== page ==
A Jan 4 comment letter from Jack Dorsey, the CEO of Square Inc., raised concerns over the proposed crypto wallet rule by the Financial Crimes Enforcement Network (FinCEN).
Dorsey argued that mandating crypto service providers to keep records of transactions and report certain info to financial watchdogs goes far beyond what is required for cash transactions today.
Though meant to curb some of the illegal uses of cryptocurrencies, such monitoring will only create “unnecessary friction” between digital asset users and financial institutions.
Jack Dorsey also expressed concerns that forcing exchanges to collect the personal info of both parties of large crypto transactions is an overreach, especially given the open nature of the blockchain.
He explained that the rule would only add to regulatory hurdles for crypto transacting, thus stifling innovation in the nascent sector and driving crypto users offshore.
“By adding hurdles that push more transactions away from regulated entities like Square into non-custodial wallets and foreign jurisdictions, FinCEN will actually have less visibility into the universe of cryptocurrency transactions than it has today,” an excerpt from the letter asserted.
FinCEN Rule Receives Widespread Criticism
Top financial services platform Square Inc. has joined a growing number of U.S. crypto firms united in opposition to new laws proposed by FinCEN.
The main argument against heightened identification requirements for crypto transactions is that they will only push more folks to use services outside the U.S. when transferring their digital assets. Exchanges also lament that they lack the tools required to comply with the wallet rule’s reporting directives.
Per Square’s statement, the FinCEN proposal will compromise user privacy and thus stifle the widespread adoption of crypto, impacting the U.S.’s global competitiveness in the digital assets sector.
U.S.-based exchange Kraken had earlier slammed the FinCEN rule, dubbing it a proposal a politically-motivated piece of midnight rulemaking that will drive users away from regulated platforms.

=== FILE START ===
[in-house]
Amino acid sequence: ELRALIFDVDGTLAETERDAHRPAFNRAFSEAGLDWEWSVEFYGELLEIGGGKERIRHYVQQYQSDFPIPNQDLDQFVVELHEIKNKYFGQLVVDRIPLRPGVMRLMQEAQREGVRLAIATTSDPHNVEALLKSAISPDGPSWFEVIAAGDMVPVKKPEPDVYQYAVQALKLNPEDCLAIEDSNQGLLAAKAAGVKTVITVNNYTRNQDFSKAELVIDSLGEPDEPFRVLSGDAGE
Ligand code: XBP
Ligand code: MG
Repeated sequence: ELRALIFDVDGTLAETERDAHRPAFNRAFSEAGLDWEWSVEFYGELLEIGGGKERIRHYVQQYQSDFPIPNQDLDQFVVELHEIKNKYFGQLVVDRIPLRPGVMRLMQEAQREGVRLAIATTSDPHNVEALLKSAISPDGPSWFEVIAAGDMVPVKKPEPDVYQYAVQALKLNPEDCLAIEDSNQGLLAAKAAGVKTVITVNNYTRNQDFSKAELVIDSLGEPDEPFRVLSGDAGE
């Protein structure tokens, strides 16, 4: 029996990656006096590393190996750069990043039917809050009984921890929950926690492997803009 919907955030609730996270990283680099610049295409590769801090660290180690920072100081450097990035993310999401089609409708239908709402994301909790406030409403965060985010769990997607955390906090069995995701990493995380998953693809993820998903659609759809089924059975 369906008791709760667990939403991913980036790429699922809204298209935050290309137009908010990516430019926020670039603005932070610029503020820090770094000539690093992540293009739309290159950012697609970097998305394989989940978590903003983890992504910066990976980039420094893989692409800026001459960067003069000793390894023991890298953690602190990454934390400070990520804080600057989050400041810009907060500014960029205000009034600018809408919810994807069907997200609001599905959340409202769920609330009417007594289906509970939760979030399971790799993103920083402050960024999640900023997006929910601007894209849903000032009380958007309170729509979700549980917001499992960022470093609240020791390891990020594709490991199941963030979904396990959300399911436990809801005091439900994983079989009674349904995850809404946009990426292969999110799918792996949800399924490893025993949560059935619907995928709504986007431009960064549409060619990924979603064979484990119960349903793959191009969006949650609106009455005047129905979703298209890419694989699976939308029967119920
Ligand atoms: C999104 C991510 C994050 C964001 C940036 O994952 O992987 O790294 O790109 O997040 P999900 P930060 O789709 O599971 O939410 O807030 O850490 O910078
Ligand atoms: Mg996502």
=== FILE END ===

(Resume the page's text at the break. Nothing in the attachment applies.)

More recently, on Jan 5, Brian Armstrong, the CEO of Coinbase, once again took to Twitter to bash the FinCEN rule on unhosted crypto wallets. The outspoken CEO reiterated that the proposed regulation is ill-advised and does not “follow proper procedures.”
U.S. Lawmakers Back Crypto Industry’s Request
As we had previously reported, many stakeholders in the crypto industry have called on FinCEN to extend the scheduled feedback deadline from 15 days to 60 days.
The 15-day feedback time to comment on the proposed regulation, which expired on Jan 4, 2021, has generated a fuss within the industry.
Many prominent figures such as Coinbase CEO Brian Armstrong have protested that the crypto industry’s response time was too short, mainly because FinCEN released the proposal during the holidays.
And now, the call for a deadline extension has finally gained support from some members of the U.S. Congress. In a recent official letter addressed to Treasury Secretary of State Steve Mnuchin, a group of U.S. lawmakers led by Rep. Tom Emmer urged FinCEN to consider extending the review period to 60 days.
According to the congressmen, this extension is necessary to allow all stakeholders to evaluate how the proposed rule will impact their operations and customers.